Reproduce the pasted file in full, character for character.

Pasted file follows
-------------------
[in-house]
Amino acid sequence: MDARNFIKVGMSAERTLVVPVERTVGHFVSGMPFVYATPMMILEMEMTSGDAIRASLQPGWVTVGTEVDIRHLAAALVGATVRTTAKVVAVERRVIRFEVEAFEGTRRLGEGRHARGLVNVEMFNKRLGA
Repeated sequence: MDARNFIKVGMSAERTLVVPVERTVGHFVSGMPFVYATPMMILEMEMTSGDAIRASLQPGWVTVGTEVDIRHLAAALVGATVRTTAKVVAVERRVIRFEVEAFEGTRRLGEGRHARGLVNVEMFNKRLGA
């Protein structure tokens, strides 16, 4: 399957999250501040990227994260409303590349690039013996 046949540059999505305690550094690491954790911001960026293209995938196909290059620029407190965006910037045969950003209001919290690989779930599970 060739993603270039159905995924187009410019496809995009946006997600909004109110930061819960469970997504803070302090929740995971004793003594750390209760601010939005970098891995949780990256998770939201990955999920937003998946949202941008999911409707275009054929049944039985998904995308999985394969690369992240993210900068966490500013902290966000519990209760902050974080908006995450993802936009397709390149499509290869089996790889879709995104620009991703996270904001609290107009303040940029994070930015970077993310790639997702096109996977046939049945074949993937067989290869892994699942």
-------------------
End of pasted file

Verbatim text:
[in-house]
Amino acid sequence: MDARNFIKVGMSAERTLVVPVERTVGHFVSGMPFVYATPMMILEMEMTSGDAIRASLQPGWVTVGTEVDIRHLAAALVGATVRTTAKVVAVERRVIRFEVEAFEGTRRLGEGRHARGLVNVEMFNKRLGA
Repeated sequence: MDARNFIKVGMSAERTLVVPVERTVGHFVSGMPFVYATPMMILEMEMTSGDAIRASLQPGWVTVGTEVDIRHLAAALVGATVRTTAKVVAVERRVIRFEVEAFEGTRRLGEGRHARGLVNVEMFNKRLGA
């Protein structure tokens, strides 16, 4: 399957999250501040990227994260409303590349690039013996 046949540059999505305690550094690491954790911001960026293209995938196909290059620029407190965006910037045969950003209001919290690989779930599970 060739993603270039159905995924187009410019496809995009946006997600909004109110930061819960469970997504803070302090929740995971004793003594750390209760601010939005970098891995949780990256998770939201990955999920937003998946949202941008999911409707275009054929049944039985998904995308999985394969690369992240993210900068966490500013902290966000519990209760902050974080908006995450993802936009397709390149499509290869089996790889879709995104620009991703996270904001609290107009303040940029994070930015970077993310790639997702096109996977046939049945074949993937067989290869892994699942």